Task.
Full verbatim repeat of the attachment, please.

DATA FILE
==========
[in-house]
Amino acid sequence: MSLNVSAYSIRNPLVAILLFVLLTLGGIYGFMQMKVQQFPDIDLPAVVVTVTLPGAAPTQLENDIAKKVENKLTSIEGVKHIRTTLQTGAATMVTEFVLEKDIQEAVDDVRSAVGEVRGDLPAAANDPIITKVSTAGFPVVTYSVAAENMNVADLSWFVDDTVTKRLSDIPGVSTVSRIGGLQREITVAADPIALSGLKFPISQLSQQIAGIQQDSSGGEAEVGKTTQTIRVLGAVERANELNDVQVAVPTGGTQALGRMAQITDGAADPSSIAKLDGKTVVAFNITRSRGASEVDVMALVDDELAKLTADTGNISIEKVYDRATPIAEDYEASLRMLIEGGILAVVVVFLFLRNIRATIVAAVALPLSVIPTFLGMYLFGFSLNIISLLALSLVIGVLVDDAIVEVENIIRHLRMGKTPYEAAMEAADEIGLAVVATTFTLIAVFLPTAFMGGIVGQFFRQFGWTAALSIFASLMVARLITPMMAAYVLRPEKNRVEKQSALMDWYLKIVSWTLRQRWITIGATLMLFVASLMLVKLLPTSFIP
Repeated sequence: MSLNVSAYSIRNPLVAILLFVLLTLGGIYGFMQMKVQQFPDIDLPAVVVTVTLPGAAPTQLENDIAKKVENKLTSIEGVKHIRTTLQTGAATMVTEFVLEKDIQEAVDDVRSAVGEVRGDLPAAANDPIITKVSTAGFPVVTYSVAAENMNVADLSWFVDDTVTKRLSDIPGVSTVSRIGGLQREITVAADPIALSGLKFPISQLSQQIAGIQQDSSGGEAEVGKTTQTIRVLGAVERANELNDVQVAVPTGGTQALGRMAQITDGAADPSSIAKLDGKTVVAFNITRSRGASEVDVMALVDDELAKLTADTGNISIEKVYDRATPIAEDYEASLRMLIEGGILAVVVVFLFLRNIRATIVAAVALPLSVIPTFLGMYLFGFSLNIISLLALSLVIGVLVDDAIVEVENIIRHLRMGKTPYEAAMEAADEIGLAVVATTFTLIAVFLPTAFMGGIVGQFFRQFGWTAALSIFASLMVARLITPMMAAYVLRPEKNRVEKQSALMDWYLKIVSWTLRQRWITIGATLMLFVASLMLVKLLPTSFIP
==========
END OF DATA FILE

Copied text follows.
[in-house]
Amino acid sequence: MSLNVSAYSIRNPLVAILLFVLLTLGGIYGFMQMKVQQFPDIDLPAVVVTVTLPGAAPTQLENDIAKKVENKLTSIEGVKHIRTTLQTGAATMVTEFVLEKDIQEAVDDVRSAVGEVRGDLPAAANDPIITKVSTAGFPVVTYSVAAENMNVADLSWFVDDTVTKRLSDIPGVSTVSRIGGLQREITVAADPIALSGLKFPISQLSQQIAGIQQDSSGGEAEVGKTTQTIRVLGAVERANELNDVQVAVPTGGTQALGRMAQITDGAADPSSIAKLDGKTVVAFNITRSRGASEVDVMALVDDELAKLTADTGNISIEKVYDRATPIAEDYEASLRMLIEGGILAVVVVFLFLRNIRATIVAAVALPLSVIPTFLGMYLFGFSLNIISLLALSLVIGVLVDDAIVEVENIIRHLRMGKTPYEAAMEAADEIGLAVVATTFTLIAVFLPTAFMGGIVGQFFRQFGWTAALSIFASLMVARLITPMMAAYVLRPEKNRVEKQSALMDWYLKIVSWTLRQRWITIGATLMLFVASLMLVKLLPTSFIP
Repeated sequence: MSLNVSAYSIRNPLVAILLFVLLTLGGIYGFMQMKVQQFPDIDLPAVVVTVTLPGAAPTQLENDIAKKVENKLTSIEGVKHIRTTLQTGAATMVTEFVLEKDIQEAVDDVRSAVGEVRGDLPAAANDPIITKVSTAGFPVVTYSVAAENMNVADLSWFVDDTVTKRLSDIPGVSTVSRIGGLQREITVAADPIALSGLKFPISQLSQQIAGIQQDSSGGEAEVGKTTQTIRVLGAVERANELNDVQVAVPTGGTQALGRMAQITDGAADPSSIAKLDGKTVVAFNITRSRGASEVDVMALVDDELAKLTADTGNISIEKVYDRATPIAEDYEASLRMLIEGGILAVVVVFLFLRNIRATIVAAVALPLSVIPTFLGMYLFGFSLNIISLLALSLVIGVLVDDAIVEVENIIRHLRMGKTPYEAAMEAADEIGLAVVATTFTLIAVFLPTAFMGGIVGQFFRQFGWTAALSIFASLMVARLITPMMAAYVLRPEKNRVEKQSALMDWYLKIVSWTLRQRWITIGATLMLFVASLMLVKLLPTSFIP